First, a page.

Monday, May 30, 2016

Tonight's Movie: Operation Petticoat (1959)

Earlier this year I mentioned that one of my goals this year is to watch and write about more of my old favorites, the movies which helped to make me the classic film fan I am today.

One of those movies, my all-time favorite Cary Grant film, is OPERATION PETTICOAT (1959). Memorial Day seemed like a fine time to revisit it; it may be a lighthearted take on the war, but it also makes clear the hard work and sacrifices of those who served.

For those who might not be familiar with it, OPERATION PETTICOAT is the tale of the USS SEA TIGER, a newly commissioned sub in the Pacific which is damaged in a December 1941 air attack. Lt. Commander Matt Sherman (Grant) and his newly assigned supply officer, Lt. Nick Holden (Tony Curtis), manage to scavenge enough parts to get the sub underway, headed for further repairs at an island dockyard.

Nothing proves easy, as the sub takes on five stranded nurses at its first stop. At the next island, unable to find enough paint for a primer coat, the SEA TIGER ends up painted pink! And somehow it also ends up with a couple of expectant mothers, a group of children, and a goat on board.

The war is, of course, a very serious thing, and Grant's Lt. Commander is dedicated to getting his ship into fighting shape and joining the war effort. At the same time, Grant's reactions to the ongoing unexpected and amusing incidents aboard his ship are a thing of beauty. He's the master of the calm, slow burn and the baffled double-take.

I've probably seen the movie 10 times over the years, and Grant's reaction to discovering an (unseen) pig hidden aboard his sub never fails to make me laugh till I cry. Then I laugh even harder as he explains to a suspicious MP that "Seaman Hornsby" is indisposed.

He's matched step for step by Curtis as the enterprising "scavenger" who has a lot to learn about life at sea but who has a genius for "going shopping" and obtaining needed parts (not to mention an illicit pig for a New Year's Day roast). Curtis is simply marvelous -- and darn cute -- and he and Grant make a wonderful comedy duo.

Nick also gradually matures under Matt's guidance, as a pleasing postscript makes clear.

The excellent cast includes Arthur O'Connell, Gene Evans, Virginia Gregg, Joan O'Brien, Marion Ross, Gavin MacLeod, Dick Sargent, Robert F. Simon, Madlyn Rhue, Clarence Lung, Robert Gist, and Robert (Bobby) Hoy.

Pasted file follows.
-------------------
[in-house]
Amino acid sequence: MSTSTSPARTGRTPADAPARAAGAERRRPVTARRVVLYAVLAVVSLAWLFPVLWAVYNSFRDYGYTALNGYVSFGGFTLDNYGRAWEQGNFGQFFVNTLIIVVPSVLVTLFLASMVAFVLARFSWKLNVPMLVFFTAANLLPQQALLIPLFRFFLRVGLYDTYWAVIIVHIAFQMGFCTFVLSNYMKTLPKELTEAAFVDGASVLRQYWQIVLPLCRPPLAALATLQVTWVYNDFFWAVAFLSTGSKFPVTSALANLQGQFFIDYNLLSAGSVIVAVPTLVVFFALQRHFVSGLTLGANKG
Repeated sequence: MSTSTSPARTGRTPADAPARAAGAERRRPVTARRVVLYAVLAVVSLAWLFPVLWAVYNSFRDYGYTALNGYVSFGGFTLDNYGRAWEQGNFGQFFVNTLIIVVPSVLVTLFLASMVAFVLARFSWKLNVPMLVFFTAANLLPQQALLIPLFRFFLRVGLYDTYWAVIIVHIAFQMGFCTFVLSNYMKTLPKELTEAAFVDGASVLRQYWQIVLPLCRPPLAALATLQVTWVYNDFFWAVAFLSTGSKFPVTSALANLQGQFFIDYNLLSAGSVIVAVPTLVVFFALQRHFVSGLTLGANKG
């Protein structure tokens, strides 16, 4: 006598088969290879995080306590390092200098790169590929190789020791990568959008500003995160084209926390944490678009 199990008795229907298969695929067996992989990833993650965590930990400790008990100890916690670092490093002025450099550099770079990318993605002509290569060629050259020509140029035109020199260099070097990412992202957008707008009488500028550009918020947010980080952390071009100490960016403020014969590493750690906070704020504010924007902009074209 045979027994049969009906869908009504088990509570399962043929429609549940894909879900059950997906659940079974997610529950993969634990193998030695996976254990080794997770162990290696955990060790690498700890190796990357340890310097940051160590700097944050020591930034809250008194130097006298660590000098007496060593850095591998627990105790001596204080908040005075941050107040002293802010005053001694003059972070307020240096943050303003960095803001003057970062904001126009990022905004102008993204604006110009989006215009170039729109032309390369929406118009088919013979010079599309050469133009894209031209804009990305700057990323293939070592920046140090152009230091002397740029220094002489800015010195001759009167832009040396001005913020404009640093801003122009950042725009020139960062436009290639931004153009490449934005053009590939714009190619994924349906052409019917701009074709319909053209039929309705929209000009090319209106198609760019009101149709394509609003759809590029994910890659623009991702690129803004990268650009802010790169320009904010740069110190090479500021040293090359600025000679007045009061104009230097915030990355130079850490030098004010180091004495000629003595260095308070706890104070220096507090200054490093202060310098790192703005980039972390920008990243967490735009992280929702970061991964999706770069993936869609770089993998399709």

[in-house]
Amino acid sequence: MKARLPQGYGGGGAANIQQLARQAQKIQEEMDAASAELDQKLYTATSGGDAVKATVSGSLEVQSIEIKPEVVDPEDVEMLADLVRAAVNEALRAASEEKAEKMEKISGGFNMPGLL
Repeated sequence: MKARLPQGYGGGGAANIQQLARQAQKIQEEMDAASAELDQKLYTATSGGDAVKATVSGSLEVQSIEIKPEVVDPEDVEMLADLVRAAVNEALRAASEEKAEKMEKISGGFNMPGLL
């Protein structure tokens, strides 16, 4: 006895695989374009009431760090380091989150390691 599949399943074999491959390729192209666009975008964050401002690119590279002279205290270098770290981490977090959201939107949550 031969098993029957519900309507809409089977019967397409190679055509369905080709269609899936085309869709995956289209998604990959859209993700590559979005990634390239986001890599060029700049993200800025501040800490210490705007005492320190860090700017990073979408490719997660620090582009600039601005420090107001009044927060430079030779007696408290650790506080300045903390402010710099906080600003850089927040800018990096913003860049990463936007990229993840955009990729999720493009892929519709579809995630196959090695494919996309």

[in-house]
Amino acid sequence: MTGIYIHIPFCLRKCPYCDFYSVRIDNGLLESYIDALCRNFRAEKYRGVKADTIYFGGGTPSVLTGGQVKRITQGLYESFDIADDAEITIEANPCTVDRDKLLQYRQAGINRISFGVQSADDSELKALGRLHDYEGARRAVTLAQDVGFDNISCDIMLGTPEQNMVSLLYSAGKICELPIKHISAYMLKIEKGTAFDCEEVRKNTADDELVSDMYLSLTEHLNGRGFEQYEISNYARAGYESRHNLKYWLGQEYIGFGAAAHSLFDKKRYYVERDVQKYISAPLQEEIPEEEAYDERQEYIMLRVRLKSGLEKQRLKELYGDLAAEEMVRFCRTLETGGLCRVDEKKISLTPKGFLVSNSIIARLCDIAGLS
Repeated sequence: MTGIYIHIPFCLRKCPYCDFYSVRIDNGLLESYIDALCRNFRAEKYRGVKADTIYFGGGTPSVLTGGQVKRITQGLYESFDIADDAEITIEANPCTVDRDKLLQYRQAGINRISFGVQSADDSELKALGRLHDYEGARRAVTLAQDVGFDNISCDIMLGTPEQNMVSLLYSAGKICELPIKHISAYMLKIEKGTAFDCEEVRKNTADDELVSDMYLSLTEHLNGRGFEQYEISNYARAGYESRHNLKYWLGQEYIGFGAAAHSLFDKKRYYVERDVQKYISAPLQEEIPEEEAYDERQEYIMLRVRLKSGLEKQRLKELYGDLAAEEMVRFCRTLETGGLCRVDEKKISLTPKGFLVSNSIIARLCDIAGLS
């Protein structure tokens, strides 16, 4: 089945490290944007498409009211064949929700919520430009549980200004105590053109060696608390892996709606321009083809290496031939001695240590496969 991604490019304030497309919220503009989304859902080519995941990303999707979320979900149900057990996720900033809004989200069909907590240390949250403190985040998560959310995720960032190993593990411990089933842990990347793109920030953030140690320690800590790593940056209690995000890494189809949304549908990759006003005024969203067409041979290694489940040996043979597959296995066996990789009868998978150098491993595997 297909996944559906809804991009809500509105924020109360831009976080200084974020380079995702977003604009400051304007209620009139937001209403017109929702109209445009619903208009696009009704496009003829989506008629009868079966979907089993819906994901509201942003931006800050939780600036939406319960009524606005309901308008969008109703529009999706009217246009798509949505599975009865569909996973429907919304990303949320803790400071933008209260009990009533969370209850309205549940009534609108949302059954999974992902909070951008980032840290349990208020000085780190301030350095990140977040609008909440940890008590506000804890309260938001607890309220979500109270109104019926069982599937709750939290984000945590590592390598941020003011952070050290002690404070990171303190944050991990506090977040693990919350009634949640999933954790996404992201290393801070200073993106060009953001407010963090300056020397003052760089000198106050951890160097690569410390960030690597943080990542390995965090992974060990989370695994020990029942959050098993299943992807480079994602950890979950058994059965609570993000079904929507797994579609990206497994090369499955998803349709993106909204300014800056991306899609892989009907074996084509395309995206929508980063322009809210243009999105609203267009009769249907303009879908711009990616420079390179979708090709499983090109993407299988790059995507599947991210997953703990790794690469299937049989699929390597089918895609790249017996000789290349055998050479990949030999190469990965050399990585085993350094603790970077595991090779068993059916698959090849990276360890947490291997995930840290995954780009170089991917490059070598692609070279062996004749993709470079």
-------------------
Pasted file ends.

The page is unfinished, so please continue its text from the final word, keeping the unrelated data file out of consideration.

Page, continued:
One odd thing is that Dina Merrill, who plays Curtis's love interest, is over a decade older than stated in the script, and she's lovely but looks every year of her true age. She's only slightly older than Curtis so one wonders why the script couldn't have been rewritten to be more believable in this regard.

Today Merrill is 92. She's one of a few cast members who are still with us, including O'Brien, Ross, and MacLeod. (May 2017 Update: Dina Merrill has passed away at 93.)

OPERATION PETTICOAT was directed by Blake Edwards and filmed by Russell Harlan. The film's several writers were nominated for the Oscar for original story and screenplay.

OPERATION PETTICOAT is available on DVD and Blu-ray from Olive Films. The widescreen DVD looks great. (October 2017 Update: Olive will be reissuing OPERATION PETTICOAT in an Olive Signature edition with many extras included on the disc. My review of that edition is here.)

It also had a 1999 release on VHS.

This is a delightful film which is fun for the whole family; I loved it as a kid and in turn shared it with my own children.

The movie can also be a great way to begin to hook young people's interest in World War II history; they may jump, as some of my own children did, from this movie to more serious war films or some of the great books on the topic by authors such as Walter Lord.

Closing in on six decades after its original release, OPERATION PETTICOAT is still laugh-out-loud funny. Highly recommended.

Past Memorial Day weekend movie reviews include CAPTAINS OF THE CLOUDS (1942), STAND BY FOR ACTION (1942), GUADALCANAL DIARY (1943), THEY WERE EXPENDABLE (1945), THE FROGMEN (1951), DESTINATION GOBI (1953), RUN SILENT RUN DEEP (1958), THE GALLANT HOURS (1960), and THE LONGEST DAY (1962).


Blogger DKoren said...

My sister and I grew up on this film and we both love it to this day. Tony Curtis was always one of her favorite actors, in great part, I'm sure, because of this movie. It has so many great moments and I always loved when the submarine was painted pink. I can never decide if this movie or To Catch a Thief is my favorite Cary Grant movie. :-D

6:48 AM  
Blogger Laura said...

Hi Deb! I love knowing that this one is special to you as well.

TO CATCH A THIEF was also one of the first classic movies I ever saw -- my first Hitchcock! My mom was a big fan of Grant and Fred Astaire so I saw a lot of their movies on local TV from a young age. :)

Best wishes,

9:57 AM  

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